I think it is useful to take a step back from math when dealing with logic, and take examples from the real world. My favorite implication example is "If it rains, Bob comes to the office with an umbrella". Another even cleare is "If you are standing right in front of me, then I see you".
There are two issues that I think you're raising:
- How to prove that this implication actually exists, that is, prove that in EVERY rainy situation Bob comes to the office with an umbrella. Or to prove that EVERY time you're standing right in front of me, I can see you.
- Use the implication (which we know to be true) to infer something (either about the weather or Bob bringing an umbrella to the office).
Let's focus on 2 (which helps for 1).
If we know that an implication exist, then the easiest way to use (the so called "modus ponens") is: "Hey, it's raining. Then I'm sure that Bob is coming with an umbrella, I don't even need to check, cause I know that this fact is GUARANTEED by the fact that is raining". No sweat. The countrapositive, or "modus tollens" is less intuitive, but not hard to grasp with an example: "Hey, Bob does not have an umbrella today. Could it be raining outside? Of course not, otherwise he would have brought an umbrella". In terms of the other example: "Hey, I don't see you. Could you be standing right in front of me? Well, no, otherwise I'd see you". Of course, we are not assuming invisibility or other kind of esoteric stuff here...
Now that we know how to use an existing implication, let's think about 1. How can I decide that an implication between two facts actually exists? Well, in math we can use logic (which uses previous results, probably based on previous implications). In real life we "trust" our intuition, or trust a large number of experiments showing the same result. Unfortunately there's no universal SURE law in real life, only "strongly" believed ones. But if we focus only on the observed past, then sure laws exist, based on the collection of all experiments.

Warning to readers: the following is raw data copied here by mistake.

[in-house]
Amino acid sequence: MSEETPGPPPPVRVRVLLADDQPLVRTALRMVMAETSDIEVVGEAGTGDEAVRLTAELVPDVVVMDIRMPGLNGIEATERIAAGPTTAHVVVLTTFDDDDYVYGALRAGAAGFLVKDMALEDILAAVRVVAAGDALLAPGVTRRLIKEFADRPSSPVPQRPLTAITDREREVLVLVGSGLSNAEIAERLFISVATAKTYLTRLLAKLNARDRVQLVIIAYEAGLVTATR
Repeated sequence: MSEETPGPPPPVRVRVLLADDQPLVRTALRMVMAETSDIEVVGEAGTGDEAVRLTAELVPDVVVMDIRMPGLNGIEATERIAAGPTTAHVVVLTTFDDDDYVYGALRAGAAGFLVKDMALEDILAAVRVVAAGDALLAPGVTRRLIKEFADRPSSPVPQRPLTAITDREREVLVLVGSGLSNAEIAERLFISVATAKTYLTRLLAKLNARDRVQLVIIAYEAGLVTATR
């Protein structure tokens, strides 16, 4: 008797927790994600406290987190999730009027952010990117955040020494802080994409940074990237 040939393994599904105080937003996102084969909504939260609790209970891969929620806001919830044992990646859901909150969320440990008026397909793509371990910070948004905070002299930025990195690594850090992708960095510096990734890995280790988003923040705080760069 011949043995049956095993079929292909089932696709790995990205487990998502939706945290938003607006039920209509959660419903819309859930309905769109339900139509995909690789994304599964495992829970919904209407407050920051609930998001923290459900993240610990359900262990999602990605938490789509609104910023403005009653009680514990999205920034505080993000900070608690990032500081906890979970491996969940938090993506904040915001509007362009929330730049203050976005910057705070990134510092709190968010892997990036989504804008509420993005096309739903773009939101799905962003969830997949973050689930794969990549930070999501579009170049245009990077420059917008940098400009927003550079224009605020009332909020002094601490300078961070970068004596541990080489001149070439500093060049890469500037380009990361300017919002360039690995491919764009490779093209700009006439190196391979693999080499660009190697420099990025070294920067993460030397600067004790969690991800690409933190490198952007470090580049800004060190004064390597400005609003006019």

Back to Bob. How can we prove that the implication "it rains-> he brings an umbrella" exists? Well, we stalk Bob and observe him through all his work days. But that's expensive. So we can cut down the costs a bit. Two ways:
- We stalk Bob only when it rains, and check whether he's bringing an umbrella (pass) or not (fail).
- We don't stalk Bob. We just see him at the office and check whether or not he has an umberlla. If he does, we don't do anything. If he does not, we check if it's raining (fail) or not (pass).
Now, 1. seems the most obvious way, and it clearly looks correct. On the other hand, 2. seems weird. How can a pass support the implication? After all, we only checked that he never has an umbrella when it's not raining, but we do not have any guarantee that he did bring an umbrella when it was raining. Or do we? Well, we actually do! In fact, there are two possibilities:
a) It never rained. In this special scenario, Bob never brought the umbrella, we always checked (every day). It is a not so interesting scenario since the implication is probably going to be useless. All the days were the same (it never rains!), so there's no distinction to make. We may assume that the implication is true, since we have no grounds to reject it.
b) It rained at least some days. Well, it certainly did not rain when he did not bring the umbrella, cause we checked. Then it must have rained when we did not check. But that's precisely when he brought the umbrella. Therefore the implication DOES prove right.
Well, I'm getting long here, so I will stop. In short, I think real world examples are easier to grasp. Also, regarding what your student said ("you are giving me one false statement, and asking me to prove another false statement, I don't understand") it could help him to mention that a "false" statement can be seen as another statement that is "true": the statement where I affirm the opposite thing.